Hey, if you are reaching this first sentence you must want to learn more about blogging; or you’ve read my writing before and I just spark something you enjoy. It occurred to me this week, people may actually read my material because they absolutely hate the things I write about and/or the way that I write about those things.
Things I learned this month, (1) use a title that tells the readership what your blog is about. It may help to avoid hours of anguish. I often forget to remain in the present rather than being taken back to high school memories I would rather forget existed. (2) People will comment. The good, the bad and the down-right ugly. It can be difficult to send the inner voice out into this very public arena, only to have negative comments added in a relatively short space of time. Prepare oneself mentally and emotionally. A like is a like, and a red heart is love , so I am trying hard to ignore my own insecurities around an anonymous, minority who like to play bash-the-author.
It genuinely never occurred to me that anyone would read an article or blog because they didn’t like it/me. In my evidently rose tinted psyche, my readership is filled with like-minded individuals who click the like/love buttons and write comments that sound very much like “I agree wholeheartedly” and read “I love reading your blog”. I feel a little naive to the blogging world if I’m honest. I mean, back in the day, I wrote prolifically on MySpace about pink planets and metaphorically living like an alien on planet earth; very dramatic I hear you utter. I know. For whatever reason my blogging caught people’s attention and resonated with large sections of society. So why am I failing so significantly as I write about my research topics? That was a rhetorical question by the way.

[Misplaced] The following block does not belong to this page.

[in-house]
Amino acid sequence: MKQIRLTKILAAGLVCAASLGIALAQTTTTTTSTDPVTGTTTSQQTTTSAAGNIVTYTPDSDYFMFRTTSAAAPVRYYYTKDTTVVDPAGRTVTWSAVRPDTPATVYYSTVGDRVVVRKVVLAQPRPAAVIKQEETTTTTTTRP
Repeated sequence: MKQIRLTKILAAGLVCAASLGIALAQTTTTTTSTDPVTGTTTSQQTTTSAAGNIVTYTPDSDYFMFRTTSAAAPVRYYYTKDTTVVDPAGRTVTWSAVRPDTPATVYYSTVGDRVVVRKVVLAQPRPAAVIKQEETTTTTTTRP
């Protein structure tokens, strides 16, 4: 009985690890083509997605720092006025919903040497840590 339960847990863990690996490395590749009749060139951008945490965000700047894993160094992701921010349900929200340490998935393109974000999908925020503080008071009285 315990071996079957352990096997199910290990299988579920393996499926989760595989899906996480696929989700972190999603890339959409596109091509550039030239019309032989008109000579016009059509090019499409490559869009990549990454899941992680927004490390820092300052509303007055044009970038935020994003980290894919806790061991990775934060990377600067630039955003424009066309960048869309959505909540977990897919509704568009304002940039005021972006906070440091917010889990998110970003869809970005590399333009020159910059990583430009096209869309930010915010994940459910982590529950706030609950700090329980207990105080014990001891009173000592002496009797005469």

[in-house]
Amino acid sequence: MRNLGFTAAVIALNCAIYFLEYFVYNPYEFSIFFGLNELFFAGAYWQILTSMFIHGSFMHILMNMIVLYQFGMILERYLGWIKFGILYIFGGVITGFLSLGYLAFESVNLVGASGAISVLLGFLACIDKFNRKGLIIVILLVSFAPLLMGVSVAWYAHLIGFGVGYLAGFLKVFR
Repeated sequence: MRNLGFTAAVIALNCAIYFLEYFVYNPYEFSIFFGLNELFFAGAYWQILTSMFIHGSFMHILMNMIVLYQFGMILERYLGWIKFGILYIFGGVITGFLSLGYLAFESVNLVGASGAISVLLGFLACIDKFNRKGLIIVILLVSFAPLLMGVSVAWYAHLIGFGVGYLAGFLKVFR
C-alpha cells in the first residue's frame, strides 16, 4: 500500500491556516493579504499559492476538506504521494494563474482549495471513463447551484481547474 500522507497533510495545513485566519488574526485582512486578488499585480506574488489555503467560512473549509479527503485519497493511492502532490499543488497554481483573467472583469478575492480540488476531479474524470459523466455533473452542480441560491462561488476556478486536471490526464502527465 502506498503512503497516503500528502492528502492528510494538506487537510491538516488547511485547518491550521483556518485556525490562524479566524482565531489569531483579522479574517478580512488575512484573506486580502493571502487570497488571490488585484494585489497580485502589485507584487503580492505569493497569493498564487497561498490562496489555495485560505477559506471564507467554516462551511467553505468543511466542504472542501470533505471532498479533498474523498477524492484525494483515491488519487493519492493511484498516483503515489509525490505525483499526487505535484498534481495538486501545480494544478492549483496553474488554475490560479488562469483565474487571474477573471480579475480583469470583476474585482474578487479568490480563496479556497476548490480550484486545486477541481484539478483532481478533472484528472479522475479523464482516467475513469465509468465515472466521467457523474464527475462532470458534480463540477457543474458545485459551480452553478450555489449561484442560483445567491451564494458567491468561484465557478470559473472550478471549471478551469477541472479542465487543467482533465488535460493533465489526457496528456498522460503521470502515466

Still with me? Then I’ll let you hear about my rather steep learning curve some more. This week I learned that (3) there are two (at least) types of blog; the factual, analytical, serious blog and the inflammatory, opinion filled, shock-factor blog. Apparently, never should the two meet. I did not know this. Blogging now has categories of blogging. Yep, I was a little confused too. I had thought that all blogging was opinion (of the author/s) and that any facts or statistics found within would need verification. Grammarly has a light and fluffy article to assist newbie bloggers – everything from how to choose an interesting topic to how to make an impact with your opening paragraph (Hey there is probably weak in the world of Grammarly. OOoops). I didn’t find Grammarly when I started to look into the best way to write a blog, I came across 201digital who told me “The problem with opinions is that sometimes, they can be rude, exclude certain groups, be offensive or just mildly annoying (think UK pro-toll Katie Hopkins)” Eeek!! I really shouldn’t have looked into the technicalities of good blogging on a day when I had deleted almost everything I’d written up to that point; to throw Katie Hopkins into the mix….my blogging days were numbered. I learned (4) don’t post everything on the day that you write it because you may feel differently another day, and editing may help improve your blog, as well as keep the negative comments to a minimum.